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NUM-INOUS COMICS PT. 2

This essay is a very belated response to a " part 1 " published in February 2015. The gist of that essay was a response to a corre...

Tuesday, November 1, 2011

SUPPORT CASTOFFS

























Given that I've stated of Ron Marz's decision to kill off his character Alex--

"I support his right to come up with a story in which a supporting cast-member is horribly killed simply to advance a particular plotline"

--but also stated that I didn't think his story was very good-- it behooves me to mention a couple of times when support-cast members were killed to reasonably good effect.



I've mentioned that I didn't like Gwen Stacy's death in AMAZING SPIDER-MAN #121. That's not because I thought the character was indispensable to my enjoyment of the magazine, but because I felt that that the writers during that period-- not just Gerry Conway, but also Stan Lee in his last 10-20 Spidey-scripts-- made her death predictable by virtue of failing to expand on her character beyond the usual cliches. I think now that it made sense to kill her from an editorial standpoint, but still dislike Conway's hamhanded execution.


In contrast, Stan Lee himself "put a hit out" on one of the characters introduced in the early years of John Romita's tenure: Captain George Stacy, father of Gwen. Like Gwen, George dies in a senseless accident, but Lee gave him a heroic death. When a rooftop-fight between Spider-Man and Doctor Octopus causes heavy bricks to plummet to the street below, Stacy perishes in shoving a small child out of the way of the debris.


Now, to some extent this is more palatable than Gwen Stacy's death because it is a heroic death. However, what I like best about the event is not just that the death was heroic, or even unexpected (certainly more so than daughter Gwen's), but that it became a new source of narrative avenues, allowing for a good amount of "my-sweetheart-hates-my-superher0-alterego" melodrama.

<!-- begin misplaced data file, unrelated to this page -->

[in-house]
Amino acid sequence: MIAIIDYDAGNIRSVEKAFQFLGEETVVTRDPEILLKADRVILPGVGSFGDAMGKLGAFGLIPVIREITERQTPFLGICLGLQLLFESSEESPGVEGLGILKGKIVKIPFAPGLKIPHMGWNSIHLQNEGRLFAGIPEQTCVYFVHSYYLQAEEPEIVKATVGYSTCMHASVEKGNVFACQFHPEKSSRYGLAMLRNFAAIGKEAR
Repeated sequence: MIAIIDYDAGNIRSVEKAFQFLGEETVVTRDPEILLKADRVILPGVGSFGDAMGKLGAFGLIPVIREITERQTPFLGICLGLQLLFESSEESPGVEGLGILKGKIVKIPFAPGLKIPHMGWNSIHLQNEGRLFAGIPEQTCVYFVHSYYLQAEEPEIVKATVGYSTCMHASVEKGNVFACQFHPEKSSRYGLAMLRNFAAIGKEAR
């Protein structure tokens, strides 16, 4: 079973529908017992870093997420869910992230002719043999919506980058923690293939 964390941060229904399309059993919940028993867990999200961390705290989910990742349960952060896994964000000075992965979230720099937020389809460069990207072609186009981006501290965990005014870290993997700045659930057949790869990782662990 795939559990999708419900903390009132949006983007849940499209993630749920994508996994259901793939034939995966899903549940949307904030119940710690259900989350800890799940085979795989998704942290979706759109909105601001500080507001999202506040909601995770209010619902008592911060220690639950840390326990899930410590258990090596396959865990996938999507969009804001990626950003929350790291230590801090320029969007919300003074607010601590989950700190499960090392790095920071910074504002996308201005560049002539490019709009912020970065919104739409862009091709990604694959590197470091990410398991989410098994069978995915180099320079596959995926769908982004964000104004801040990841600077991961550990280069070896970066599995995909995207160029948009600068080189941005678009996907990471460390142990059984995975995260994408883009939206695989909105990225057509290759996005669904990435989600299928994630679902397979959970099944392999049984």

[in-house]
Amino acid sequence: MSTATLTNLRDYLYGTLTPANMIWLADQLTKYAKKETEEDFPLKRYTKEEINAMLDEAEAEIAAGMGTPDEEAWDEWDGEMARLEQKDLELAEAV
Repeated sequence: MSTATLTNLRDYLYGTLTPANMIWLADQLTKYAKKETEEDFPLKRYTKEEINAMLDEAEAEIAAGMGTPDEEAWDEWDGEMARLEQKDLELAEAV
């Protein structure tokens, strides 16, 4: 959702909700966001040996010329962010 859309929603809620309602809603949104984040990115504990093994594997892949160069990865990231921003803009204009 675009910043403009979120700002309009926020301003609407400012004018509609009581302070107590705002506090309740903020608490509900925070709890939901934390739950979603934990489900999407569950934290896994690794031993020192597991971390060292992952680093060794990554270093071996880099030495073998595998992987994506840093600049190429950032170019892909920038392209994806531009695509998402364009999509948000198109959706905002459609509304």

Another example-- perhaps more appropriate to the theme of senseless deaths-- would be Iron Man's 1960s girlfriend Janice Cord. Janice, introduced in IRON MAN #2, remained a regular support-cast member for the next 10 issues, only to meet an untimely end in IRON MAN #22, when she was caught in a crossfire between Iron Man and his enemy Titanium Man. Janice Cord hadn't been in that feature as long as Gwen Stacy had appeared in SPIDER-MAN, and thus it's quite possible that she, like Ron Marz's Alex, was intended from the start to be a sacrificial lamb. Scripter Archie Goodwin does allow her a Last Moment as she dies in Iron Man's arms, almost recognizing him as Tony Stark before she succumbs. Still, she was a pretty conventional character, having little identity apart from being Tony Stark's girlfriend, and so in a sense one might state that she most "came alive" in the intersubjective sense when she suffered the fate of a disposable support-cast member.













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